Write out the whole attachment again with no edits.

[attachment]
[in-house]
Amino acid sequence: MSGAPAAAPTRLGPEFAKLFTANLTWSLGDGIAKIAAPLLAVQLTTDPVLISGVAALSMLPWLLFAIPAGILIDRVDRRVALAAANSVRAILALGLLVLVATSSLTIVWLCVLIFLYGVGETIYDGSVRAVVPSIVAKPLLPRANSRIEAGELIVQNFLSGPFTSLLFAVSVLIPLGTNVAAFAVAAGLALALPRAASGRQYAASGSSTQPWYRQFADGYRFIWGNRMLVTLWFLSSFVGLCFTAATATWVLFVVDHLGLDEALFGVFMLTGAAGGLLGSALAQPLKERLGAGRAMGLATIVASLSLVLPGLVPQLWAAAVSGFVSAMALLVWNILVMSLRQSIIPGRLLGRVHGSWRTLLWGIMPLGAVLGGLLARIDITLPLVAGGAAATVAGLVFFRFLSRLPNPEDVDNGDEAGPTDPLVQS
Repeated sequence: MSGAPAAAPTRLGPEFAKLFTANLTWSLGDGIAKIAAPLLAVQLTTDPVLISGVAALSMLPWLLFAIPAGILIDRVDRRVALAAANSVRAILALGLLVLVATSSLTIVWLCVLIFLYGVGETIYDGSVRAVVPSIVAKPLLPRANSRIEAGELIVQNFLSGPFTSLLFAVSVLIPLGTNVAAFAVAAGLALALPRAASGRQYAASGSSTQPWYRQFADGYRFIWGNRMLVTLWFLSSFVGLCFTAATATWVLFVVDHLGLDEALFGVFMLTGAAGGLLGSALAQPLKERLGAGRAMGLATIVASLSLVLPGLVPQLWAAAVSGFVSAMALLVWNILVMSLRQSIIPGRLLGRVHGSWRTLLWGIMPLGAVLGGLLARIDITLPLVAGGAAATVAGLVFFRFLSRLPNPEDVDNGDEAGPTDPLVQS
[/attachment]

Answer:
[in-house]
Amino acid sequence: MSGAPAAAPTRLGPEFAKLFTANLTWSLGDGIAKIAAPLLAVQLTTDPVLISGVAALSMLPWLLFAIPAGILIDRVDRRVALAAANSVRAILALGLLVLVATSSLTIVWLCVLIFLYGVGETIYDGSVRAVVPSIVAKPLLPRANSRIEAGELIVQNFLSGPFTSLLFAVSVLIPLGTNVAAFAVAAGLALALPRAASGRQYAASGSSTQPWYRQFADGYRFIWGNRMLVTLWFLSSFVGLCFTAATATWVLFVVDHLGLDEALFGVFMLTGAAGGLLGSALAQPLKERLGAGRAMGLATIVASLSLVLPGLVPQLWAAAVSGFVSAMALLVWNILVMSLRQSIIPGRLLGRVHGSWRTLLWGIMPLGAVLGGLLARIDITLPLVAGGAAATVAGLVFFRFLSRLPNPEDVDNGDEAGPTDPLVQS
Repeated sequence: MSGAPAAAPTRLGPEFAKLFTANLTWSLGDGIAKIAAPLLAVQLTTDPVLISGVAALSMLPWLLFAIPAGILIDRVDRRVALAAANSVRAILALGLLVLVATSSLTIVWLCVLIFLYGVGETIYDGSVRAVVPSIVAKPLLPRANSRIEAGELIVQNFLSGPFTSLLFAVSVLIPLGTNVAAFAVAAGLALALPRAASGRQYAASGSSTQPWYRQFADGYRFIWGNRMLVTLWFLSSFVGLCFTAATATWVLFVVDHLGLDEALFGVFMLTGAAGGLLGSALAQPLKERLGAGRAMGLATIVASLSLVLPGLVPQLWAAAVSGFVSAMALLVWNILVMSLRQSIIPGRLLGRVHGSWRTLLWGIMPLGAVLGGLLARIDITLPLVAGGAAATVAGLVFFRFLSRLPNPEDVDNGDEAGPTDPLVQS